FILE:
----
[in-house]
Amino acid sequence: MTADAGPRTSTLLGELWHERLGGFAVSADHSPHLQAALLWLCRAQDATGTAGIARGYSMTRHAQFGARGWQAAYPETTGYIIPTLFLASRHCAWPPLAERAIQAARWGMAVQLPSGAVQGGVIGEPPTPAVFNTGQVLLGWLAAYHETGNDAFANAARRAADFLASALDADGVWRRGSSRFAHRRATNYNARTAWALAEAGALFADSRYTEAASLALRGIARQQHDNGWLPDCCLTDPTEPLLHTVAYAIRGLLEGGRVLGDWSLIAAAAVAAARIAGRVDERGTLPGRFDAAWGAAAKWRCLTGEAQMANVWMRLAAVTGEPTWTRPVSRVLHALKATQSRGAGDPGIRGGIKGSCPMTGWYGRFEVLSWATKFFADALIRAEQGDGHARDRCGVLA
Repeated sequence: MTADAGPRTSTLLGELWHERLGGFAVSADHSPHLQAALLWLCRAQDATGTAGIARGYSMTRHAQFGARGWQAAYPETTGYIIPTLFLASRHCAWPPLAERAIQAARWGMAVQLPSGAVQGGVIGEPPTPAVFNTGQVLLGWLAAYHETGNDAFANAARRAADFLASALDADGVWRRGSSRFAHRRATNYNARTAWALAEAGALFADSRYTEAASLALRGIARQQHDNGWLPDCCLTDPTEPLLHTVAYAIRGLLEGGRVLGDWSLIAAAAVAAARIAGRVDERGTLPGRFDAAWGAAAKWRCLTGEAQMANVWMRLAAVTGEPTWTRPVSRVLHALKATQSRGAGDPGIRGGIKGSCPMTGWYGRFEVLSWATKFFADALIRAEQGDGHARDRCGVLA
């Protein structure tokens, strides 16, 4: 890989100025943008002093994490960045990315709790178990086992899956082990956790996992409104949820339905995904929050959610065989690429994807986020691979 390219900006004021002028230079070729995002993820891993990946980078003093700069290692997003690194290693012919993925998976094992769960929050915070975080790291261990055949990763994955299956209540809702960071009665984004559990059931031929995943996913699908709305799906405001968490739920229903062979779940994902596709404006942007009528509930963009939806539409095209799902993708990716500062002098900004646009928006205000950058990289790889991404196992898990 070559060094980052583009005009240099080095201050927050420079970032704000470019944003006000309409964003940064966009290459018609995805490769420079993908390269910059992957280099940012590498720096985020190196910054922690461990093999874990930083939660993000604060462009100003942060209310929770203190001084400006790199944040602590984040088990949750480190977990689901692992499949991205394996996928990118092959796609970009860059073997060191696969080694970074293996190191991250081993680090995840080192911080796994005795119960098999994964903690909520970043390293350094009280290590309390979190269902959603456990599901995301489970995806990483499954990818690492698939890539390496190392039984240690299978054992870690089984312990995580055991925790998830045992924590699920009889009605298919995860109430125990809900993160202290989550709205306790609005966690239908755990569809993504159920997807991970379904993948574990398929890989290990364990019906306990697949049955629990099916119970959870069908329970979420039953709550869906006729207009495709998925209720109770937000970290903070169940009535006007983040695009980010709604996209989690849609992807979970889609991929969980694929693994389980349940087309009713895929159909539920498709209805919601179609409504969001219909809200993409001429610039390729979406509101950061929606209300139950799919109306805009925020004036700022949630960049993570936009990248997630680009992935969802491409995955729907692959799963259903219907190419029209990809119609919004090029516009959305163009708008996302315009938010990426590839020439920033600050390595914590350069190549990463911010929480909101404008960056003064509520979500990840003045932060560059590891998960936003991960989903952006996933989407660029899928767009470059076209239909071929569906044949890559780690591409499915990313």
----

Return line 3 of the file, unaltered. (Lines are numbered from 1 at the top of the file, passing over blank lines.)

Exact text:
Repeated sequence: MTADAGPRTSTLLGELWHERLGGFAVSADHSPHLQAALLWLCRAQDATGTAGIARGYSMTRHAQFGARGWQAAYPETTGYIIPTLFLASRHCAWPPLAERAIQAARWGMAVQLPSGAVQGGVIGEPPTPAVFNTGQVLLGWLAAYHETGNDAFANAARRAADFLASALDADGVWRRGSSRFAHRRATNYNARTAWALAEAGALFADSRYTEAASLALRGIARQQHDNGWLPDCCLTDPTEPLLHTVAYAIRGLLEGGRVLGDWSLIAAAAVAAARIAGRVDERGTLPGRFDAAWGAAAKWRCLTGEAQMANVWMRLAAVTGEPTWTRPVSRVLHALKATQSRGAGDPGIRGGIKGSCPMTGWYGRFEVLSWATKFFADALIRAEQGDGHARDRCGVLA